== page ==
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My dad was supposed to visit last weekend. We’d planned it months in advance. He and my stepmom were going to come to San Francisco for the second time in my four years here, and we were going to take them to see Hamilton. I’d been thinking about it for months, sitting there next to my dad, watching him take it all in. He knows nothing about the show, and I kept picturing him looking over at me during the opening number, eyes wide in amazement, just utterly in awe of the magic that is Hamilton. I’d had the idea over a year ago, when I first saw it and thought “my dad would LOVE this”. Living far from home gets lonely, and looking forward to that experience went a long way toward filling the dad shaped hole in my heart. So I was sad last weekend, and I’m sad again now, thinking of what could have been.
A cancelled wedding, a missed visit, a business launch delayed, a graduation ceremony cancelled. These may be “little t” tragedies in the grand scheme, but they still deserve our compassion.
Or perhaps more to the point, we still deserve our own compassion.
A few weeks ago I walked by two women in my neighborhood complaining that they’d had to cancel their family trips for spring break. Oh how I judged them. Look at these wealthy white women who probably own homes in the neighborhood, I thought. Acting like they have real problems. Please.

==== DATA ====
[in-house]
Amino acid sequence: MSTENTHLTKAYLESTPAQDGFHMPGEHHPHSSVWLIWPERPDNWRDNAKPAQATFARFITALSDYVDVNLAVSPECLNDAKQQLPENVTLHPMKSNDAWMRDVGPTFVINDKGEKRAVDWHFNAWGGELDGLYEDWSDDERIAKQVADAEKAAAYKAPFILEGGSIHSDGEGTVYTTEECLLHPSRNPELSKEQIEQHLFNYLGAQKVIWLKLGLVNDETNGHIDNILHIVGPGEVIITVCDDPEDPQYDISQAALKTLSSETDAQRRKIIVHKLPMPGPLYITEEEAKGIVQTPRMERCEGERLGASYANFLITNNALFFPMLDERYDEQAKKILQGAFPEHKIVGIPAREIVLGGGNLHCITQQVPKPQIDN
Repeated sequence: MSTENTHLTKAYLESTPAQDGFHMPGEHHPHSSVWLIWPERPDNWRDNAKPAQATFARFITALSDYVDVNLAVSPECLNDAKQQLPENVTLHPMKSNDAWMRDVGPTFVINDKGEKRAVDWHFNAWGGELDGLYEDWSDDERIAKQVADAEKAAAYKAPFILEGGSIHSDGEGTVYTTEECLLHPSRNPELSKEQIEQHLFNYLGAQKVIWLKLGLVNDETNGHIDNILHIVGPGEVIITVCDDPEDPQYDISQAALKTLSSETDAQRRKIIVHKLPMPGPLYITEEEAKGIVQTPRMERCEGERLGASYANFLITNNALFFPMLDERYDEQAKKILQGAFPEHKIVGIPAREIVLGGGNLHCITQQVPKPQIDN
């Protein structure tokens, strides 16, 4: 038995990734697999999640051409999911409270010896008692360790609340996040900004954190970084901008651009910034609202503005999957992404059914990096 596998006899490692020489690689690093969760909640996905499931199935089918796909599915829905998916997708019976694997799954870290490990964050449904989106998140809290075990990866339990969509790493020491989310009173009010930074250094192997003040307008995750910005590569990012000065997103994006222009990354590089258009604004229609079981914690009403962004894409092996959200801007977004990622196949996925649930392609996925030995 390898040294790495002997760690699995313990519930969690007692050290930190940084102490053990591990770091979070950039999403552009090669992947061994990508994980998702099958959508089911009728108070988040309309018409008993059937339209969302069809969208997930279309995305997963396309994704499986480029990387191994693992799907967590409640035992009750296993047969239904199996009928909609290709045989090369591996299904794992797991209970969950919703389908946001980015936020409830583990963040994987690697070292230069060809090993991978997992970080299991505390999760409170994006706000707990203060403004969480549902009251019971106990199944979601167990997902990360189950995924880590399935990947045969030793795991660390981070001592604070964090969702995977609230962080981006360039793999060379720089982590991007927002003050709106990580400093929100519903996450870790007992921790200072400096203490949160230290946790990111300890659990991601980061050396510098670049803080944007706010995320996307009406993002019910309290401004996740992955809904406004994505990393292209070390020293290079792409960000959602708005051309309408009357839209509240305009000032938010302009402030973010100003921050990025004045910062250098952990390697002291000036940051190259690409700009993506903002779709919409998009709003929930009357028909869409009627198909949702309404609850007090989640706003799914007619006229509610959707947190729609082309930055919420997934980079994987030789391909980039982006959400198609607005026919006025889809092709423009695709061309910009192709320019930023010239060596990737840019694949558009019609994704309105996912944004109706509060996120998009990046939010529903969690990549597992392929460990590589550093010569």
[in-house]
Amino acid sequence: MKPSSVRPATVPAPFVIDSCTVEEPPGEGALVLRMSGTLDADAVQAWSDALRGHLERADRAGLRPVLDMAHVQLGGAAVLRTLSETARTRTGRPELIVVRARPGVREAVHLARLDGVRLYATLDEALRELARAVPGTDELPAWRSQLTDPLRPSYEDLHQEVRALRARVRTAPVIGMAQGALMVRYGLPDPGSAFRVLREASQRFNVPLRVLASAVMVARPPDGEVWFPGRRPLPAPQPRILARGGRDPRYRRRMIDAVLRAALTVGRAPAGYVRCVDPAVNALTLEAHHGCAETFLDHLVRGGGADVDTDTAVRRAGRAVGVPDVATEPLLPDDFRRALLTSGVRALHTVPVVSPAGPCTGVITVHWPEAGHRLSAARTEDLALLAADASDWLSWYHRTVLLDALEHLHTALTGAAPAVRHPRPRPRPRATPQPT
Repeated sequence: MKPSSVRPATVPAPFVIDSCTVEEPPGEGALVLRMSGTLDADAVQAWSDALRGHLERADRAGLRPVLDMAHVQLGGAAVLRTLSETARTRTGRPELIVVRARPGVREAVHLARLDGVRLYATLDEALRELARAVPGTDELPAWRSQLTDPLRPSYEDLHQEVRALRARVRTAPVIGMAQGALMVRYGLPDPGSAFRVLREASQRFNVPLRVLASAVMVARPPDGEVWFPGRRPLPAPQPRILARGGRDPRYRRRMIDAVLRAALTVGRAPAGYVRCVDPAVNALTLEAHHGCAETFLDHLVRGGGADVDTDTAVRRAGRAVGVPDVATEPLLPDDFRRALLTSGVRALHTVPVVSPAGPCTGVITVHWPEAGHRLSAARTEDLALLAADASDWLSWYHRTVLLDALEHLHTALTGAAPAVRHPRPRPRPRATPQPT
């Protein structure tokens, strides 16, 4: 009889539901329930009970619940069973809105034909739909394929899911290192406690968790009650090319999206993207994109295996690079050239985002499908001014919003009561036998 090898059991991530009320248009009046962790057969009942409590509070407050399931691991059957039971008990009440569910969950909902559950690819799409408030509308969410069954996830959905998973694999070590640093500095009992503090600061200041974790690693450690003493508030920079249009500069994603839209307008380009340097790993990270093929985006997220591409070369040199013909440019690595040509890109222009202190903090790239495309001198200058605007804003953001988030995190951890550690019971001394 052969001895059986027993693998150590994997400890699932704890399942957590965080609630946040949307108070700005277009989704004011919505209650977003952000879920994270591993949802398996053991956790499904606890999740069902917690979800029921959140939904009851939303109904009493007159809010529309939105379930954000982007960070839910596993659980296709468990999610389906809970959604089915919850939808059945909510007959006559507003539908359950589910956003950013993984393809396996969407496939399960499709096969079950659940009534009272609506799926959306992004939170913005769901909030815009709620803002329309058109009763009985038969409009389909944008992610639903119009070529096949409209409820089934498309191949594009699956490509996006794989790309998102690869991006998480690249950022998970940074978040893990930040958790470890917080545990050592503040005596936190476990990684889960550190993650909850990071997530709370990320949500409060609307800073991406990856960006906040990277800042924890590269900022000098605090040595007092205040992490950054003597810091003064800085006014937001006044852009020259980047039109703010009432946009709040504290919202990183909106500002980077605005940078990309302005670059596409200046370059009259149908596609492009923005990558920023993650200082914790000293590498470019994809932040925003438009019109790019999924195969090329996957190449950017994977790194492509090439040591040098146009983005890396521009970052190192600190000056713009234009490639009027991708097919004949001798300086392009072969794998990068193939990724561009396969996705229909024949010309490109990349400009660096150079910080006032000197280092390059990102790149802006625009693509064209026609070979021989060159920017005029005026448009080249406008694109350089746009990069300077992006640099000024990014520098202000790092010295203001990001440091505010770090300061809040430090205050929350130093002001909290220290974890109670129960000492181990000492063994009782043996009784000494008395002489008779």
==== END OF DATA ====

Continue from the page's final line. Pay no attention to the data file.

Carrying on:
And it felt good to judge them, to feel superior. Because that’s what judging gives us, why it’s so addictive. It lets us feel superior for a brief moment, which is basically like crack for the ego. So I got a quick hit from judging those women until I realized, hey, I’m a white woman who lives in this neighborhood. Sure I live in a rental apartment and not a 5 million dollar home, but my biggest sense of loss right now is missing out on taking my dad to a musical. How’s that for a first world problem?
There’s the tricky thing about judgment. What we do to others, we do to ourselves.
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The fact that I expect to be shamed for writing this tells you something. That I’m waiting for some hateful commenter to judge me for suggesting that my own feelings actually matter right now. But maybe part of why I expect him (isn’t it always a him?), is because he’s one of the voices inside my head. The voice of self judgment that says I really don’t deserve to have these feelings, let alone share them with the world. The voice that says whatever sadness or loss I may be experiencing is simply not worthy of compassion, because it could be worse. Because other people have it so much worse.
But the thing about feelings is that they don’t go away when we stuff them down or deny them. In fact, they lie in wait, demanding to be expressed, to be acknowledged. What we resist, persists, as they say.
And heaping judgment on ourselves or others doesn’t actually make us any more virtuous. It doesn’t make the world any more fair, or us any less privileged. It just hurts us when we do this. And hurt people hurt people.
The world doesn’t need any more hurt people right now. We’re full up on that.
So I hope you’ll take this as a reminder to be a little kinder to yourself these days. If you’re anything like me, my guess is you’ll need it. And if self compassion is something you’d like some help with, you know where to find me!
With so much love now and always,